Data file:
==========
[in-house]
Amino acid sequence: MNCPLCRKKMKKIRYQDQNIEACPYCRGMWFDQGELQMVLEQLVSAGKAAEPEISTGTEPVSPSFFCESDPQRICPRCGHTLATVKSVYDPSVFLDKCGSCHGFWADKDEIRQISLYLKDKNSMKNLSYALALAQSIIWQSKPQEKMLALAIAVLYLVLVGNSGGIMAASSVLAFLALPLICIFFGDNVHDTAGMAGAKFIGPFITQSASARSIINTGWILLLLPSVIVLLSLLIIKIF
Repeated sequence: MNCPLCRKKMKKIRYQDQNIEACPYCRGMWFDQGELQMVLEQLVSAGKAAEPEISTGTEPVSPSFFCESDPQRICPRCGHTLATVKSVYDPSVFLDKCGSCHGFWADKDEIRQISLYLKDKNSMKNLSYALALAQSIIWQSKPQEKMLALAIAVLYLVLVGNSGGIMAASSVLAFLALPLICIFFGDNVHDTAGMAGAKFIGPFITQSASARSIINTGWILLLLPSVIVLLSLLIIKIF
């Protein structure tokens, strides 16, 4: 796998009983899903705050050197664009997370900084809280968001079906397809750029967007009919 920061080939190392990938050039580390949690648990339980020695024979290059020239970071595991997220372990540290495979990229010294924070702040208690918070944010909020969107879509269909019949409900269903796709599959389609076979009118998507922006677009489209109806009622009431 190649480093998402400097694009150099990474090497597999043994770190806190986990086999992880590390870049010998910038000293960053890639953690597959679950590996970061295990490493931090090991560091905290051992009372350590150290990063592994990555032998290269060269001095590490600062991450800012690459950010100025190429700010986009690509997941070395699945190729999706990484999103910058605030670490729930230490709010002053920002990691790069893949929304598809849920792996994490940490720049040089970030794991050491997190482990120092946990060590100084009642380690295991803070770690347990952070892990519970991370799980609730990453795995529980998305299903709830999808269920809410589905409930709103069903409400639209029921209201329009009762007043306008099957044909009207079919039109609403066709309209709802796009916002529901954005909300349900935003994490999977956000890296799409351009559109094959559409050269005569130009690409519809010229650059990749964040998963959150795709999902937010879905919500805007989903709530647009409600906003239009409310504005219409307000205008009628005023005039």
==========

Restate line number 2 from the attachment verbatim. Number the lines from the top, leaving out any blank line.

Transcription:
Amino acid sequence: MNCPLCRKKMKKIRYQDQNIEACPYCRGMWFDQGELQMVLEQLVSAGKAAEPEISTGTEPVSPSFFCESDPQRICPRCGHTLATVKSVYDPSVFLDKCGSCHGFWADKDEIRQISLYLKDKNSMKNLSYALALAQSIIWQSKPQEKMLALAIAVLYLVLVGNSGGIMAASSVLAFLALPLICIFFGDNVHDTAGMAGAKFIGPFITQSASARSIINTGWILLLLPSVIVLLSLLIIKIF